Pharmacy patient information
Find out how to ask our pharmacists for advice and what will happen when you come to one of our pharmacies.
If you have any questions about your own or your child's medications, and would like to talk to a pharmacist please call our medicine helpline.
Phone: 020 3311 1703
Phone: 020 3311 1700
Phone: 020 3311 1713
Lines are open between 09.15 to 17.00, Monday through Friday.
Outpatient and A&E prescriptions
If you have been given an outpatient prescription at your hospital appointment, you will need to take this to the outpatient’s dispensary within the hospital (see locations in clinic information).
On the three main sites these pharmacies are run by Lloyds Pharmacy in partnership with the Trust and you cannot use the prescription at a pharmacy or chemist outside the Trust.
Prescriptions issued by our hospital clinics will usually provide a four weeks’ supply of medication.
A&E prescriptions are filled with seven days’ supply of medications and standard prescription charges and exemptions also apply.
Please remember to bring money with you to your appointment to pay for any prescriptions you might be given.
There are cash machines in or near each of our hospitals and you can pay for your prescriptions by credit or debit card at our Lloyds outpatient pharmacies.
You will need to pay a standard NHS prescription charge for each item, unless you are exempt from paying for your prescriptions. You may be asked to provide proof of your exemption, so please remember to bring this with you to your appointment.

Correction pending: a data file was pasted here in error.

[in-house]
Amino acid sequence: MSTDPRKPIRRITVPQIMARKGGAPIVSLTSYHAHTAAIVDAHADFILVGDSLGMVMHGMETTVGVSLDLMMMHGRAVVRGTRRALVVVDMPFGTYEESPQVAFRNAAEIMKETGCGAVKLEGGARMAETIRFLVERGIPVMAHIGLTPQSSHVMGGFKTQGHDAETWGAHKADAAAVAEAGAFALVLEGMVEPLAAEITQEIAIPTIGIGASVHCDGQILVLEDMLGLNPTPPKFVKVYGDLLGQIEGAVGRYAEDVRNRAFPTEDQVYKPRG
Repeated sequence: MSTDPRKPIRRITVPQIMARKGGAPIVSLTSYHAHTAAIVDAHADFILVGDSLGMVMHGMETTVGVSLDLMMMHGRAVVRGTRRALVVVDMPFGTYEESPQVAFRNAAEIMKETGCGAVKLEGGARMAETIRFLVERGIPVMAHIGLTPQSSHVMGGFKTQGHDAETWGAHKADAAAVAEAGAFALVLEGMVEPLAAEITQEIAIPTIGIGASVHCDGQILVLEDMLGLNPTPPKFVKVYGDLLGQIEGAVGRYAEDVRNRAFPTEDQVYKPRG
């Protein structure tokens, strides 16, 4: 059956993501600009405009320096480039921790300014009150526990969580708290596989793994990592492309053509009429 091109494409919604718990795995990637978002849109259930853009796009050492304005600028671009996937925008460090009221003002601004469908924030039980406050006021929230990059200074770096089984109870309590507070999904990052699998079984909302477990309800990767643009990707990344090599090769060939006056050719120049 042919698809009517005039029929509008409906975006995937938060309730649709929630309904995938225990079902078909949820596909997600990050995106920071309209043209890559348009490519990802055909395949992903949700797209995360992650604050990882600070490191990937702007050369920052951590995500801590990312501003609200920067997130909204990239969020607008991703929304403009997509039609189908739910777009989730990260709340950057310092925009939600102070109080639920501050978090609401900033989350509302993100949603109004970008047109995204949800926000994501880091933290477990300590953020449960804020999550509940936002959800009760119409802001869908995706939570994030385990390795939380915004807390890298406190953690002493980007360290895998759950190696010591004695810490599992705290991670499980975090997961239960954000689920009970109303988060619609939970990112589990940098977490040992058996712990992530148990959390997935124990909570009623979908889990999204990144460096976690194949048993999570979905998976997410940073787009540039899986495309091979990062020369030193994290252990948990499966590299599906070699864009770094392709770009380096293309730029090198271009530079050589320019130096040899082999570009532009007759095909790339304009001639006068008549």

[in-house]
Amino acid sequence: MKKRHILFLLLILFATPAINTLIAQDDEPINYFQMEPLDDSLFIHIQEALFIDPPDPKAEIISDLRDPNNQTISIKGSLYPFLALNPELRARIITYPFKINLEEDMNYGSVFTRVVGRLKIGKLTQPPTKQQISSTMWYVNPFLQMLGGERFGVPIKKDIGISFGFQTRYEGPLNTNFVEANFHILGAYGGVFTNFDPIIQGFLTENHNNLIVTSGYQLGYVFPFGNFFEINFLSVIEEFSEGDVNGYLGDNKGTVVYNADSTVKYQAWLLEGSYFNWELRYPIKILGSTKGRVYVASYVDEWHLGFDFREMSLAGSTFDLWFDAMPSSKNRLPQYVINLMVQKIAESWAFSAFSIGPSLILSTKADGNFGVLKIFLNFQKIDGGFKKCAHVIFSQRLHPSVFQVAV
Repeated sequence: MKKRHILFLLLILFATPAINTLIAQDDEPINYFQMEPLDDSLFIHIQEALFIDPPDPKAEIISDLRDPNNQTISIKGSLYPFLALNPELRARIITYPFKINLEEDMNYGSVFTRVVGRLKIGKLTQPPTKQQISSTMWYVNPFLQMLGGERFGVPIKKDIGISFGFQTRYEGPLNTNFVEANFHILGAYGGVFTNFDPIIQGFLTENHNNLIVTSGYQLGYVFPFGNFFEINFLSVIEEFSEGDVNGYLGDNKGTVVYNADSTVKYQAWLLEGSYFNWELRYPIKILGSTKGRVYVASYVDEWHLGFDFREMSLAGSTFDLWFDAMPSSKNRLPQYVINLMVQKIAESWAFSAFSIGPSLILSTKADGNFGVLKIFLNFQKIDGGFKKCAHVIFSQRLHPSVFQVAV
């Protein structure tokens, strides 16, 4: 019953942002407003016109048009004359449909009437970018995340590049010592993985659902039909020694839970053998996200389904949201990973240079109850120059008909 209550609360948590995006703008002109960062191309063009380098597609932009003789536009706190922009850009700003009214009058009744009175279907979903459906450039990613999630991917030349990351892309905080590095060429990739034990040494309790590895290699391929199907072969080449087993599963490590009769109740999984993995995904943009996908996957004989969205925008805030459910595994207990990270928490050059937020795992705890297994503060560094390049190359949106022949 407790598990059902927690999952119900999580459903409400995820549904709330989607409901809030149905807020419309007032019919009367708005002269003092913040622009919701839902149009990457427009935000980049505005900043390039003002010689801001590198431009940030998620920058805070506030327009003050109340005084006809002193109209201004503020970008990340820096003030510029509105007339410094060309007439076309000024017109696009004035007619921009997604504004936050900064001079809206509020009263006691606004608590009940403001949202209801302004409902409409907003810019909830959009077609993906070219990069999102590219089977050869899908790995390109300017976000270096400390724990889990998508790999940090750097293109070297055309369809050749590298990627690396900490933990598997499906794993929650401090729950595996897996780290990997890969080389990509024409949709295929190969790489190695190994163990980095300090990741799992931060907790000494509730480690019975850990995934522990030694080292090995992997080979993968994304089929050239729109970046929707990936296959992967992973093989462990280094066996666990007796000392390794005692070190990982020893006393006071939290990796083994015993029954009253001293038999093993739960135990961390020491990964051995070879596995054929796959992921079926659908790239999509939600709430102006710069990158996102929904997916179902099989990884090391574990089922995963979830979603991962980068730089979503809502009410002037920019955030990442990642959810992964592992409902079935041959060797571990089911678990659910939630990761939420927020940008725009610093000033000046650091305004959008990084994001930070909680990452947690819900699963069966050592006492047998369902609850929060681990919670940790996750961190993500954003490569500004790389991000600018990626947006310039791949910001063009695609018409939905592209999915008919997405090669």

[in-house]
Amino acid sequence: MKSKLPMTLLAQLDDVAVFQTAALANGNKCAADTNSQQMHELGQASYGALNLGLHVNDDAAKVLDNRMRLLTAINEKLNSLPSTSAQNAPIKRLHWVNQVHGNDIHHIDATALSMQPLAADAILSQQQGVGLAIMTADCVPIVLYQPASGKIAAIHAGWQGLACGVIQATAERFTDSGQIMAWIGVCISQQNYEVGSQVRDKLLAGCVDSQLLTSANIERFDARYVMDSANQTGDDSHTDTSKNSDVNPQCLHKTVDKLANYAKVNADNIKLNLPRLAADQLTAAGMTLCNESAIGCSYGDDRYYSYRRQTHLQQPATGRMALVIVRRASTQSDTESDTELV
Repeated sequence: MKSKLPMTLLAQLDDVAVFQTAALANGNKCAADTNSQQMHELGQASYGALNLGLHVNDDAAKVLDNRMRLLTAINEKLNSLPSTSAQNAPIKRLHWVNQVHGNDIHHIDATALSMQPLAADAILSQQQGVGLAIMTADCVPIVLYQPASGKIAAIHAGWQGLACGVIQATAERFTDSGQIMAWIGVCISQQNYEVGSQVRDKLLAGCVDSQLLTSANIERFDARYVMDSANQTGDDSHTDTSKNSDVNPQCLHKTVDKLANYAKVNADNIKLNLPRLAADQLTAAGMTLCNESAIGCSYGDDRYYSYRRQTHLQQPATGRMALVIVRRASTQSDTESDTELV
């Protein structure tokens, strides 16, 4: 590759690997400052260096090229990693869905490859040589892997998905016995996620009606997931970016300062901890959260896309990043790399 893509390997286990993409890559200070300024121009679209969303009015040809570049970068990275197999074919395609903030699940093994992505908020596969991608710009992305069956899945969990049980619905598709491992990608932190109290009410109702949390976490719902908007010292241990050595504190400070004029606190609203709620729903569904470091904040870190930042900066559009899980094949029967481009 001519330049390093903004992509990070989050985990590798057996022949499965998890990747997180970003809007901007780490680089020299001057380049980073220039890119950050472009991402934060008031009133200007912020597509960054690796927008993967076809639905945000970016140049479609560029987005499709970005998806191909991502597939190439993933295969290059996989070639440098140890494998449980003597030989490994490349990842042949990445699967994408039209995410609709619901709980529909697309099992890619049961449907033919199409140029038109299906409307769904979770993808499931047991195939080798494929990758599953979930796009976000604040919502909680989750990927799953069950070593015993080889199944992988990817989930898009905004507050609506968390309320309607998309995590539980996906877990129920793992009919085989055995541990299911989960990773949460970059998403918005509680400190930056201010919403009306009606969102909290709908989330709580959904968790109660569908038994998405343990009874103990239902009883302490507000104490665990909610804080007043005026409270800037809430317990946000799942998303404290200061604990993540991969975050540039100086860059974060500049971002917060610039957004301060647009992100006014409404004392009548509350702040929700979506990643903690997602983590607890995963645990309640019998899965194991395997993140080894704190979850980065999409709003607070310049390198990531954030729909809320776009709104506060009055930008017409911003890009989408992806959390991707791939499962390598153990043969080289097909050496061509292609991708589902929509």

More information on prescription costs and exemptions can be found on NHS Choices.
If you have been given a blue letter you will need to take this to your GP who will then issue your prescription as we are unable to dispense GP prescriptions from any of our hospital pharmacies.
Clinical trial prescriptions
If your medicine is prescribed to you as part of a clinical trial, then you will need to present the prescription to the Trust pharmacy on the site at which you are given the prescription.
Our inpatient pharmacies are run by the Trust on each site. This includes dispensing medicines for inpatients and for discharge, as well as for clinical trials.
When coming in to hospital please ensure that you bring any medicines which you are taking in with you. This will help ensure that we have an accurate record of your usual medication history.
When being discharged after a stay at one of our hospitals, your hospital doctor will issue you with a discharge summary which will include a list of any medicines you need to take home with you. This may include prescriptions for any medications you were taking before coming to hospital.
On discharge, the pharmacy department will ensure you have at least 14 days’ supply of your medications, or enough medication to complete the course if it is a short course of medication.
There are no prescription charges to pay for these NHS hospital prescriptions.
A copy of your prescription will also be sent to your GP so that they can continue to supply you with further prescriptions as necessary.
Patient information leaflets
- How to use potassium permanganate soaks
- Self-administration of medicines
- Unlicensed medicines
- Getting the most from your sodium glucose co-transporter-2 inhibitors (SGLT2i)
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